The Top 10 Security Stories of 2011 from Kaspersky Lab
From Hacktivism to Mac Malware, 2011 has been a year full of IT security incidents. Kaspersky Lab’s experts have picked out the key trends of the past 12 months and highlighted the major new features on the security landscape. Looking at these stories gives us an idea of what we can expect in 2012.
According to Costin Raiu, Director of Kaspersky Lab's Global Research & Analysis Team, the most significant stories of the last year were:
- The Rise of ‘Hacktivism’ – one of the major trends of 2011, and no doubt it will continue into 2012.
- The HBGary Federal Hack – how weak passwords, old software systems plus use of the cloud created a security nightmare.
- The Advanced Persistent Threat – these attacks confirm the emergence of cyber-espionage as common practice among powerful state actors.
- The attacks against Comodo and DigiNotar – trust in certificate authorities (CA) is under threat. In the future CA compromises may become more widespread. Besides, it is likely that more digitally-signed malware will appear.
- Duqu and Stuxnet - state-of-the-art cyber warfare. Is this the start of a cyber Cold War?
- The Sony PlayStation Network Hack – the new perils hidden in the cloud. Personally Identifiable Information is conveniently available in one place, accessed over fast Internet links, ready to be stolen in case of any misconfigurations or security issues.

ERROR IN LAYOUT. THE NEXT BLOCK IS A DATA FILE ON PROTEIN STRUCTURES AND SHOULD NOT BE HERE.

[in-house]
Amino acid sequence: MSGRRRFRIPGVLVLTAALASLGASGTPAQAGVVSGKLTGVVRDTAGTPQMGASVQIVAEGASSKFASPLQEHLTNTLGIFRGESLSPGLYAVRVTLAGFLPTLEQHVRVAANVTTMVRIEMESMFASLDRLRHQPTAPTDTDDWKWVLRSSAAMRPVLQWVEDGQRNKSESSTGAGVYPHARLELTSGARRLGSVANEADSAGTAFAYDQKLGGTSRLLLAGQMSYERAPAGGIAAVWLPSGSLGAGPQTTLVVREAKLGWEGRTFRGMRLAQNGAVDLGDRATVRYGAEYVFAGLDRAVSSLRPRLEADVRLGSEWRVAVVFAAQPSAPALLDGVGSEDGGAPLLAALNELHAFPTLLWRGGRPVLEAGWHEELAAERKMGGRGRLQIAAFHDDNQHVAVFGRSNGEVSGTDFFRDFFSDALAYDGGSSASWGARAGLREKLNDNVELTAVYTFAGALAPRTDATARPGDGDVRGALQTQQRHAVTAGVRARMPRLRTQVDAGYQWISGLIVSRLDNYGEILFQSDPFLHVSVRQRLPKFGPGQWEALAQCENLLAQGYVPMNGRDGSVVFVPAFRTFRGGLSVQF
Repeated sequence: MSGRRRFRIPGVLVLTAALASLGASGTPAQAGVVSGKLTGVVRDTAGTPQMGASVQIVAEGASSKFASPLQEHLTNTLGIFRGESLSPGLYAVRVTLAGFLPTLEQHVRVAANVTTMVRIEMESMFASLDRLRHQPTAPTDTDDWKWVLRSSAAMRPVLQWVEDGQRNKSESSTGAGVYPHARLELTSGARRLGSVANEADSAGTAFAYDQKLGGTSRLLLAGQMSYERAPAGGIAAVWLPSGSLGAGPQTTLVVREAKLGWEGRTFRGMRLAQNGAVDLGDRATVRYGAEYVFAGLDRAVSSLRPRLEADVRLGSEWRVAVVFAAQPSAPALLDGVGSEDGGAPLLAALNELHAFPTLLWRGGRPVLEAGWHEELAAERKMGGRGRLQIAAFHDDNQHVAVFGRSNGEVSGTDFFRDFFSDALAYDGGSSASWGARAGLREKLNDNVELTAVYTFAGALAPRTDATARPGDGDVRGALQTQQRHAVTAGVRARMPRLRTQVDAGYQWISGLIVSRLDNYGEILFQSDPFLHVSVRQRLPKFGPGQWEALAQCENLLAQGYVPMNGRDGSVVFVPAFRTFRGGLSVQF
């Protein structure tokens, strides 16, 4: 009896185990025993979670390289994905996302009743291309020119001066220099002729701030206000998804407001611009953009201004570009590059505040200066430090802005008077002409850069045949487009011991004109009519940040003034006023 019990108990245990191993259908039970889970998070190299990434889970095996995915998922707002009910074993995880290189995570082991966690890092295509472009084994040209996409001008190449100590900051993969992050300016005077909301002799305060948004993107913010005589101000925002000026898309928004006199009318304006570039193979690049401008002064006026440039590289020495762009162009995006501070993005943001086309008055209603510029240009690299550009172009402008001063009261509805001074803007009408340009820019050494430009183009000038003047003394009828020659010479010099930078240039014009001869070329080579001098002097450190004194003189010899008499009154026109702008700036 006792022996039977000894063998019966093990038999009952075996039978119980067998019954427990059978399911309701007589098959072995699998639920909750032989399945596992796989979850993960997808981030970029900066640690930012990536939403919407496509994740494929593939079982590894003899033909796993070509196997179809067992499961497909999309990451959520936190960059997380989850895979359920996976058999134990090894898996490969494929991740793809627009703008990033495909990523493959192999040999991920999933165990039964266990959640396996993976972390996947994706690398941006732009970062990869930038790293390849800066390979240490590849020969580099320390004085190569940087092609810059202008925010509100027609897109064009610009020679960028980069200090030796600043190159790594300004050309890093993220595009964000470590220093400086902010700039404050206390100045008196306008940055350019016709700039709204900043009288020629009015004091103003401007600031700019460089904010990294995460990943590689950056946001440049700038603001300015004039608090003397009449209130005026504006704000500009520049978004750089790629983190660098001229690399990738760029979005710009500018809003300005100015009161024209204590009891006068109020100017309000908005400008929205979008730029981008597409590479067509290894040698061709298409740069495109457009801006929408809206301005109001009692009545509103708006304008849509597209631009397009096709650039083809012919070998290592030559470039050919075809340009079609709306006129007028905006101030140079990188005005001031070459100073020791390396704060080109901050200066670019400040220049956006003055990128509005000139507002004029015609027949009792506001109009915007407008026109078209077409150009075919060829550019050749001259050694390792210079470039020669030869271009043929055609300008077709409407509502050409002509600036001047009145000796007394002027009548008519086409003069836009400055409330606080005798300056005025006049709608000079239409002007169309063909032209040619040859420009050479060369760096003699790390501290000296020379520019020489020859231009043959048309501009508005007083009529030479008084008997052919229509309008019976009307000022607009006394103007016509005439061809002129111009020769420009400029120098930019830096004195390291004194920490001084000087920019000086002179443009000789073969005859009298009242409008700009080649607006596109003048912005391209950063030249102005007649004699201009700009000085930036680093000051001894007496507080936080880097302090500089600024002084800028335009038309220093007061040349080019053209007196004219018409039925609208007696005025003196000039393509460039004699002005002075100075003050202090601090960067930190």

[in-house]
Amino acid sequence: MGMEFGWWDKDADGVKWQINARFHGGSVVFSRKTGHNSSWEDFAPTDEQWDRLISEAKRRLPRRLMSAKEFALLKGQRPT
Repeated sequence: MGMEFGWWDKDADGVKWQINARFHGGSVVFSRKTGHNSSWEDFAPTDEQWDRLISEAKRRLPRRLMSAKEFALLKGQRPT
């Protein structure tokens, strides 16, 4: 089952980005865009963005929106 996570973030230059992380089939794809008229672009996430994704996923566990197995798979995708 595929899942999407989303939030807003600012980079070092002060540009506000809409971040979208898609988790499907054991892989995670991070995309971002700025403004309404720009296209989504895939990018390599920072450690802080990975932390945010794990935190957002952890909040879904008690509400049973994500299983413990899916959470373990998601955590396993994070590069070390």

- Botnet Takedowns and the battle against Cybercrime – serving notice to the cyber gangs that their scams are no longer risk-free. But every battle shows up the vast limitations of today’s legal systems when it comes to a coordinated and effective approach to cybercrime.
- The Rise of Android Malware – several factors make Android vulnerable to cybercrime: rapid growth; freely available documentation about the platform; and weak screening at Google Market, making it easy to upload malicious programs.
- The CarrierIQ Incident – do you know exactly what is running on your mobile device? A single incident highlighted how little we know about who is in control of our hardware.
- Mac OS Malware – the crossover of PC threats (rogue AV programs are one of the most popular malware categories for PCs) to Macs was another important trend of 2011.
“I selected these stories because they point to the major actors of 2011 who will no doubt continue to play a major role in the cyber-security blockbuster which is just around the corner,” Costin Raiu says. “These are the hacktivist groups, the security companies, the advanced persistent threat in the form of superpowers fighting each other through cyber-espionage, the major software and gaming developers such as Adobe, Microsoft, Oracle and Sony, law enforcement agencies, traditional cybercriminals, Google - via the Android operating system, and Apple - thanks to its Mac OS X platform. And these same stars will be playing in all the major 2012 security blockbuster movies.”
The full version of the overview for 2011 is available at: www.kaspersky.com